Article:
Insights

Why your bank deposit rates won’t go up much

August 13, 2018 . Vidya Bala

With the RBI hiking repo rate for the second time this year on August 1, you may be hoping that deposit rates will soon climb back to the 9% plus levels of 2011-12 or 2013-14. That may not happen (we are not talking about the 3-4 banks that offer high rates to capture market share). How can we be certain about this? Simple logic: the price/cost of anything, including the rate of deposits is determined by demand and supply.

Less Demand than supply

Banks borrow from you through deposits to lend to companies and individuals. Bank lending may seem to be healthy but that comes entirely from the retail loans. Loans of banks to industries account for a larger chunk than retail loans and this has remained stagnant. In other words, there isn’t much lending happening. That means there isn’t enough demand for bank money. In the absence of such demand, banks have little incentive to pay more to get your funds. Banks are most motivated to hike your deposit rates when they need the money to lend at a faster pace. This was the case in every cycle where you saw a higher deposit rate.

However, this is not the case now. Let us take a simple metric – the Credit-Deposit Ratio of banks as put out by RBI. As of March 2018, this stood at 75.6%. In high deposit rate periods, this ratio has been a healthy 80% and even closet to 90% in the case of private sector banks.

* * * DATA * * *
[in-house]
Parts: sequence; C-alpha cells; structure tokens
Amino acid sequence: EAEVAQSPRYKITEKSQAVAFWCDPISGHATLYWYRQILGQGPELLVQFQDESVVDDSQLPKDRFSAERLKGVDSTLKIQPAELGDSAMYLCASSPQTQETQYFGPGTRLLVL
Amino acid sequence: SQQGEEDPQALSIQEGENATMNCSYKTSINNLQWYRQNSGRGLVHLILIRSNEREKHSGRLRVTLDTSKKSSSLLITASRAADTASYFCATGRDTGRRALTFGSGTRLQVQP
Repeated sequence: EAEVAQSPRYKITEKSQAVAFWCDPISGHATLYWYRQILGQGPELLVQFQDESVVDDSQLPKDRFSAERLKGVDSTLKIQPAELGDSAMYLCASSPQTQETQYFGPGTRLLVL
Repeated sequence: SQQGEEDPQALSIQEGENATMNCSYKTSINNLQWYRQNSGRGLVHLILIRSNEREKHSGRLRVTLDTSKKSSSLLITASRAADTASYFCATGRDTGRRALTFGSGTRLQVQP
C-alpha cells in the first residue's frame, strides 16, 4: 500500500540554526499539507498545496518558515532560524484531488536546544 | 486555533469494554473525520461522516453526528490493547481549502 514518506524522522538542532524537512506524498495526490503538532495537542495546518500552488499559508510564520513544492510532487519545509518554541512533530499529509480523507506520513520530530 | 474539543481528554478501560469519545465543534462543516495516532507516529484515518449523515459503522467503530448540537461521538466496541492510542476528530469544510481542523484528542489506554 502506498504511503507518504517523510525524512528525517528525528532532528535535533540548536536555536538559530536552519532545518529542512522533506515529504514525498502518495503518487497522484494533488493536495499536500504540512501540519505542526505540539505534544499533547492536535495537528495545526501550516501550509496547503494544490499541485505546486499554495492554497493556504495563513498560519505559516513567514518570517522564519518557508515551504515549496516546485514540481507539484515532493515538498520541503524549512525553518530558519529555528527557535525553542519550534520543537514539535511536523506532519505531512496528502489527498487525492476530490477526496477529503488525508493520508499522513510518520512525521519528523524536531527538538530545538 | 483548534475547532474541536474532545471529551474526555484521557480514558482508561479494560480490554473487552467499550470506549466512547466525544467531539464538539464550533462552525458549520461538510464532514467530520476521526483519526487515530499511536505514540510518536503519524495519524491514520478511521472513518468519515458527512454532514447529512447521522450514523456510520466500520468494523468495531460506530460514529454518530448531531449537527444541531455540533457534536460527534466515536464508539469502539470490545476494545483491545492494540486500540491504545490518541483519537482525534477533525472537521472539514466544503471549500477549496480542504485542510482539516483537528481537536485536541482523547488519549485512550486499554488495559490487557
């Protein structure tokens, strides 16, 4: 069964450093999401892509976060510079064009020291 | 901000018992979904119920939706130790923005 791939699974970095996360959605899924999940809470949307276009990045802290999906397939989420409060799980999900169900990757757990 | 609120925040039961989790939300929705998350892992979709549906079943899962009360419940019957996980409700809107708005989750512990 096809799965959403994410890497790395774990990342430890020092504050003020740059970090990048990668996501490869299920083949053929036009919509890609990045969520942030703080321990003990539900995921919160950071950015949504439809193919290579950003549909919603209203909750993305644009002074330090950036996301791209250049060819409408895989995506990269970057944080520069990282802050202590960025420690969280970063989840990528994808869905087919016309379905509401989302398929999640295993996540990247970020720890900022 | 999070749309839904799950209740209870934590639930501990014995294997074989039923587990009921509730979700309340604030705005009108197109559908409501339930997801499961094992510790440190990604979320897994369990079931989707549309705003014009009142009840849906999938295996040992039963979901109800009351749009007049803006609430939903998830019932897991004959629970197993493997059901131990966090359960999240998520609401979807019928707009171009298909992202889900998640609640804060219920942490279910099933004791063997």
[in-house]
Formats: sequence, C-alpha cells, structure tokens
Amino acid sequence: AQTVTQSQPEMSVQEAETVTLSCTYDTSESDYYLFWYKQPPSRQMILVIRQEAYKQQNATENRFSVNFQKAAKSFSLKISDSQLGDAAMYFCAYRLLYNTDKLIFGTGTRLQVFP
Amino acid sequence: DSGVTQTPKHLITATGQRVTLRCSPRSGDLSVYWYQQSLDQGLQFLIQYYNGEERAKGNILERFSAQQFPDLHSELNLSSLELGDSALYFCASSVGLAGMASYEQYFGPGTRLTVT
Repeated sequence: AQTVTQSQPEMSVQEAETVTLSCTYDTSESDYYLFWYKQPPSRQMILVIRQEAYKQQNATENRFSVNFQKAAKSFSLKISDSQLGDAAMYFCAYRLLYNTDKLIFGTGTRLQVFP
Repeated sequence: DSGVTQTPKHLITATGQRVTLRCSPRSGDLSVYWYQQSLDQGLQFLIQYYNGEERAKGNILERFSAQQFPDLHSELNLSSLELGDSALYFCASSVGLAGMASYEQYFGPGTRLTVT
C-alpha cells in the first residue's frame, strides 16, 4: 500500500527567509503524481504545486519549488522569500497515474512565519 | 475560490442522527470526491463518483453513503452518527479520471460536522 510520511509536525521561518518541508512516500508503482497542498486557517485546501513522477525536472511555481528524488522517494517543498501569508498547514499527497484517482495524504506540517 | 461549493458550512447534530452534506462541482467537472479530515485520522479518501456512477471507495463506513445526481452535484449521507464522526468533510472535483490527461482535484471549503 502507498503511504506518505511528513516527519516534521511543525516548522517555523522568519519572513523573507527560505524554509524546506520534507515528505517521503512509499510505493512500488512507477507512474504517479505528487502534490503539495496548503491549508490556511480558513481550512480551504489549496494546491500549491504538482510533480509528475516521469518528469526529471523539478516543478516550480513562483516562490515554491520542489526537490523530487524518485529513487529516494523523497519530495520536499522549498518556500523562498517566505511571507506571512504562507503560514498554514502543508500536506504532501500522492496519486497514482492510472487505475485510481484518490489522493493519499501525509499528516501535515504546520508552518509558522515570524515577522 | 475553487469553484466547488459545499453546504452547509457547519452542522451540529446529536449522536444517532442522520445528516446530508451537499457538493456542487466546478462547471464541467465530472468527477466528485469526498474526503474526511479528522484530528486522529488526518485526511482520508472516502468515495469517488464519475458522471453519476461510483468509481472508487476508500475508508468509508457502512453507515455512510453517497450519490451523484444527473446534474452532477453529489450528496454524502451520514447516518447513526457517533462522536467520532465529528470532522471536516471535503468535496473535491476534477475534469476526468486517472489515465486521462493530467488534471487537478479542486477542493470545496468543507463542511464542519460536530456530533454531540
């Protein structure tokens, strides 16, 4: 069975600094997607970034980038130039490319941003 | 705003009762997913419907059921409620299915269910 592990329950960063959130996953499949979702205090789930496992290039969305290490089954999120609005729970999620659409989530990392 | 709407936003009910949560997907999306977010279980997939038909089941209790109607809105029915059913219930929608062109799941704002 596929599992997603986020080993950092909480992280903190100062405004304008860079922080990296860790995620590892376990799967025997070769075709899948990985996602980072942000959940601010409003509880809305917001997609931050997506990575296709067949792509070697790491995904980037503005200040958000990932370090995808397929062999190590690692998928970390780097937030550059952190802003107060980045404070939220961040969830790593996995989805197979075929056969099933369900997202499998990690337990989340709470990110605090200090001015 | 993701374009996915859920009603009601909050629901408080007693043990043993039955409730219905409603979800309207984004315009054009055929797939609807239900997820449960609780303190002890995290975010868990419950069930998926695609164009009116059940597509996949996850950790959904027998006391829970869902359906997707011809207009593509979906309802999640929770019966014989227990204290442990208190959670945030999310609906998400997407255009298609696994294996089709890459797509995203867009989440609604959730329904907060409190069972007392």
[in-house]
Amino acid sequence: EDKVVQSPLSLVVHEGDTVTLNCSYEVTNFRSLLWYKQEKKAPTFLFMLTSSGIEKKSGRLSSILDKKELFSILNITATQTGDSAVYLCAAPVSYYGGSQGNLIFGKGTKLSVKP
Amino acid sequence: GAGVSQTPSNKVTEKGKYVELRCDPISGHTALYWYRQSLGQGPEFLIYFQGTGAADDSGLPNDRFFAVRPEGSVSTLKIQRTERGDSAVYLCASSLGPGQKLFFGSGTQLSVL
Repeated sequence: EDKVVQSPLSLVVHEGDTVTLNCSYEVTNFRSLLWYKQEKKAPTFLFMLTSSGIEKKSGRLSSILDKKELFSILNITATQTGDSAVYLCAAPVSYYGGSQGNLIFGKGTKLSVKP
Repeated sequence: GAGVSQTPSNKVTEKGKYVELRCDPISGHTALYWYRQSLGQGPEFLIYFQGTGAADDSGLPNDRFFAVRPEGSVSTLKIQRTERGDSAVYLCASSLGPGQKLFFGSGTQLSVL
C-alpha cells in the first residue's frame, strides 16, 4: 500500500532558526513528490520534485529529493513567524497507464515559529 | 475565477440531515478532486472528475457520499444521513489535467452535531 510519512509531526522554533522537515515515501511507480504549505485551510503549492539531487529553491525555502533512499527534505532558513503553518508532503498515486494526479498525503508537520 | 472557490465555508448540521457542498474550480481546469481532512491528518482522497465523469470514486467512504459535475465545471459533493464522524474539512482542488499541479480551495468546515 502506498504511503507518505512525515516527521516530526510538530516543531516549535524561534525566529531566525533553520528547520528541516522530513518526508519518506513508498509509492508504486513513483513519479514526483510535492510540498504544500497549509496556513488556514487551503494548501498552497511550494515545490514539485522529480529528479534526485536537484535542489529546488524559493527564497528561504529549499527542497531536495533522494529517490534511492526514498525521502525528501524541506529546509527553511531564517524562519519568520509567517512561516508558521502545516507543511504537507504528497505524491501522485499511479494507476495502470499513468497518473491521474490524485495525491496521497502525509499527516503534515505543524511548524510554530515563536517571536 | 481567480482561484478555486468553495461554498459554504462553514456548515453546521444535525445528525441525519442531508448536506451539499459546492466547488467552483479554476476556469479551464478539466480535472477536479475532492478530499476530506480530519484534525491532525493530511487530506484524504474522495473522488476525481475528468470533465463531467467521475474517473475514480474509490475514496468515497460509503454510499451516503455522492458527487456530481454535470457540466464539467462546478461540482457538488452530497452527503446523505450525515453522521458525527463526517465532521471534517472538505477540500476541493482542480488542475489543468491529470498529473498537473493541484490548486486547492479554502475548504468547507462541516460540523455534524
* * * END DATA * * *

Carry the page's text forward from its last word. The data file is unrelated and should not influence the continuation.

Those were periods when banks were enticed to borrow from you at high rates as the demand for credit was high. Now with demand for industrial credit still remaining muted, a case for hiking lending rates is also low. So, when lending rates cannot be hiked, why would deposit rates go up?

Banks hold back lending

Added to this, the NPA pile up in banks has meant that banks will consciously go slow on lending aggressively to companies and hence will be in no hurry to take deposits at high rates from you. Even where banks lent, the average lending rate has been higher than the rate at which a company could have borrowed in the debt market (data up to May 2018). That meant little incentive for companies to go to banks.

Banks’ loss is the debt markets’ gain. More credit requirement has moved from bank to debt markets and that has meant more opportunities (provided fund managers sift through the risks) for debt funds. Now you know why the yield to maturity (YTM) of your funds can be far higher than deposit rates. Because the demand remains healthier in the debt market.

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